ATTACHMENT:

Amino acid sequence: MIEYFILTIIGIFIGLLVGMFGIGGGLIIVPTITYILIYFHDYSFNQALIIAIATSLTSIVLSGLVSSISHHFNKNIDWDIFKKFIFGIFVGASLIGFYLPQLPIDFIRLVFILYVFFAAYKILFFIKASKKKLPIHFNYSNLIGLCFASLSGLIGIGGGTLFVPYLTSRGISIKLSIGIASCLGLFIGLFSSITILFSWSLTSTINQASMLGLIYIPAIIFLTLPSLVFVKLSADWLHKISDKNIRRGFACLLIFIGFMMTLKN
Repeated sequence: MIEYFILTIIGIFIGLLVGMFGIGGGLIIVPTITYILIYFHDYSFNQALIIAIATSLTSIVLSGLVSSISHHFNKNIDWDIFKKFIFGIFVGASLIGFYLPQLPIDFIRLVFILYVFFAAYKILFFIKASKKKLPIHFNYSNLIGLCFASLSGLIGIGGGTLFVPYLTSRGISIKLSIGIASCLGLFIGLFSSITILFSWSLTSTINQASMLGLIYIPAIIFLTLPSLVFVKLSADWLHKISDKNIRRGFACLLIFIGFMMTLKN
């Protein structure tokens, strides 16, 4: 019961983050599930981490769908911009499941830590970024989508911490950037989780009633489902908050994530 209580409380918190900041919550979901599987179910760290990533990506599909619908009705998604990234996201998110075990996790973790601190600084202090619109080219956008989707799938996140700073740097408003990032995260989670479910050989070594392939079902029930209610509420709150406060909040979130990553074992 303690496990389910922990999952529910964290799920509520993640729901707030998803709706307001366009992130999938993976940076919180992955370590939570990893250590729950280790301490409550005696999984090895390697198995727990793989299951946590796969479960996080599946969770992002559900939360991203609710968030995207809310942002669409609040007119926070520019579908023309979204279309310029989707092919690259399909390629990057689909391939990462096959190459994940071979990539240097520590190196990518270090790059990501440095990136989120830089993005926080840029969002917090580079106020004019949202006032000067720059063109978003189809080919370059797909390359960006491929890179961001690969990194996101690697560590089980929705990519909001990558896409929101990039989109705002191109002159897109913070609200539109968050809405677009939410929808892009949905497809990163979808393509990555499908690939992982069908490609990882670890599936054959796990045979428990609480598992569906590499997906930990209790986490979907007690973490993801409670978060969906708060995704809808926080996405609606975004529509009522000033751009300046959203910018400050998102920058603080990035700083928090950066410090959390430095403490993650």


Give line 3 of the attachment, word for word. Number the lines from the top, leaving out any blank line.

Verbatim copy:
């Protein structure tokens, strides 16, 4: 019961983050599930981490769908911009499941830590970024989508911490950037989780009633489902908050994530 209580409380918190900041919550979901599987179910760290990533990506599909619908009705998604990234996201998110075990996790973790601190600084202090619109080219956008989707799938996140700073740097408003990032995260989670479910050989070594392939079902029930209610509420709150406060909040979130990553074992 303690496990389910922990999952529910964290799920509520993640729901707030998803709706307001366009992130999938993976940076919180992955370590939570990893250590729950280790301490409550005696999984090895390697198995727990793989299951946590796969479960996080599946969770992002559900939360991203609710968030995207809310942002669409609040007119926070520019579908023309979204279309310029989707092919690259399909390629990057689909391939990462096959190459994940071979990539240097520590190196990518270090790059990501440095990136989120830089993005926080840029969002917090580079106020004019949202006032000067720059063109978003189809080919370059797909390359960006491929890179961001690969990194996101690697560590089980929705990519909001990558896409929101990039989109705002191109002159897109913070609200539109968050809405677009939410929808892009949905497809990163979808393509990555499908690939992982069908490609990882670890599936054959796990045979428990609480598992569906590499997906930990209790986490979907007690973490993801409670978060969906708060995704809808926080996405609606975004529509009522000033751009300046959203910018400050998102920058603080990035700083928090950066410090959390430095403490993650």